Gazprom counts the cost of the Ukraine dispute in its results, but reports some good news too

Gazprom’s profits were battered by plunging gas sales to the European Union and Ukraine in the first three months of the year, it has reported in its latest results under international accounting standards.

A 62 per cent drop in profits to Rbs110bn (about $3.5bn, at today’s exchange rate), reflects steep falls in gas export volumes, which were down 31 per cent to the EU, and 61 per cent to the former Soviet Union countries, including Ukraine. The economic downturn, which has hit demand for gas, particularly from industrial users, in Europe and around the world, was part of the reason; supply disruptions caused by the interruption of flows to Ukraine during the pricing dispute in January were another.

However, there were also some more positive signs in the figures.

Gazprom’s problems as a result of plunging energy prices and the squeeze on its finances caused by the credit crunch are well-known. It has been cutting its investment plans and scaling back its forecasts of future production.

The company’s debts are continuing to rise. Borrowings were up 17 per cent by the end of March from the end of 2008 to Rbs1,191bn (about $38bn at today’s exchange rate), mostly because of the fall in the value of the ruble, which pushed up the ruble value of Gazprom’s foreign currency debts. Since then, it has made significant further expenditures, including $4.1bn buying a 20 per cent stake in its oil subsidiary Gazprom Neft from Eni of Italy, and $1.67bn buying 55 per cent of London-listed Sibir Energy.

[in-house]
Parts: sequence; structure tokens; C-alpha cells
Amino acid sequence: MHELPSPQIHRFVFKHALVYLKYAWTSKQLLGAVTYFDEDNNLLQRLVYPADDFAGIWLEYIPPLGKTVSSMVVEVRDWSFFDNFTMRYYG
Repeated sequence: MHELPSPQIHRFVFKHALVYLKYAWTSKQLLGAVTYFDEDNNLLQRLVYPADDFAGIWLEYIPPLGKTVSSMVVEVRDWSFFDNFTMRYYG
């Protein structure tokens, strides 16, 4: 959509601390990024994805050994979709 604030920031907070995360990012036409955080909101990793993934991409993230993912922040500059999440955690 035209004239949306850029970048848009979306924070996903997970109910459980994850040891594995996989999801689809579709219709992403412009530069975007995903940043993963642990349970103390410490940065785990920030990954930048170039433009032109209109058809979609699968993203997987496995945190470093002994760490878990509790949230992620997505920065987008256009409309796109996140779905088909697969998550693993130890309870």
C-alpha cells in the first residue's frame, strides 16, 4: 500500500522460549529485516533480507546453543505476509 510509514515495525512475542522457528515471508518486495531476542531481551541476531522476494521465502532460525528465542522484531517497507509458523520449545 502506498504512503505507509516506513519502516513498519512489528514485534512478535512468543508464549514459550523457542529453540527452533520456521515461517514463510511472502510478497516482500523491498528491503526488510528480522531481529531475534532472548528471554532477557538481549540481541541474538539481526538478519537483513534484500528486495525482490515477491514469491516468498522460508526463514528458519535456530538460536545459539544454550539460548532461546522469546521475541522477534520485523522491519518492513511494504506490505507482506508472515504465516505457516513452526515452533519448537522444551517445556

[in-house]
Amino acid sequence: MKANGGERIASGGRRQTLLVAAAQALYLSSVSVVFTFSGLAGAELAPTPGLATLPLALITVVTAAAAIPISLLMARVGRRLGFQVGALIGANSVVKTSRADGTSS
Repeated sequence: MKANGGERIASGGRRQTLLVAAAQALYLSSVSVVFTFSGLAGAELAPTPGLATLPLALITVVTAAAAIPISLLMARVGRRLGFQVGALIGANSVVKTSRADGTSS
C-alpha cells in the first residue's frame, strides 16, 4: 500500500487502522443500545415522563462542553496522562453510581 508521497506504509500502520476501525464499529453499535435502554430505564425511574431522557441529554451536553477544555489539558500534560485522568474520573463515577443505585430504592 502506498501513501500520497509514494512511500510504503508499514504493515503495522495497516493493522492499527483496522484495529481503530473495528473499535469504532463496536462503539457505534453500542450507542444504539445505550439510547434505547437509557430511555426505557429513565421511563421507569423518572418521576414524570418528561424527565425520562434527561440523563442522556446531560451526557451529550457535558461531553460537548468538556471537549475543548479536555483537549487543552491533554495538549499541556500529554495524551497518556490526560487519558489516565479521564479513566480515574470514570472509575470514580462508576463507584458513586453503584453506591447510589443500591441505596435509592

On the more encouraging side, though, Oswald Clint of Sanford Bernstein highlights Gazprom’s success in cost reduction:

A welcome reduction in 1Q costs (all reported in Rubles) was reported by Gazprom, which bodes well if the trend is sustainable. While costs of Central Asian gas purchases have increased as Gazprom now pays European parity prices, the company managed to reduce material costs by 47% q-o-q and the ‘Other’ costs line by significantly more

The lesson he draws is that while Gazprom is unlikely to reattain its 2008 production level of about 550bn cubic meters until “later in the next decade”, it is taking significant steps to improve its cash flow.

Capital expenditures have been cut 15% in 2009, the 2008 proposed dividend was cut 86%, and capex hungry projects in the Yamal peninsula have been delayed. Combined, we now expect much improved balance sheet flexibility, and expect the company to generate positive free cashflow this year, which provides plenty of scope to re-grow the dividend. With added tailwinds of favorable government moves to boost domestic pricing tariffs by 15% in 2010, 2011 and 2012, the company is also likely to start generating profit for the first time from
292Bcm of gas sales (50% of total) sold in the domestic market.

He concludes:

With reduced capex, rising productionsince late June and strong intentions from Europe to continue those imports, we expect upward revisions to Gazprom’s 2009 and 2010 EPS estimates.

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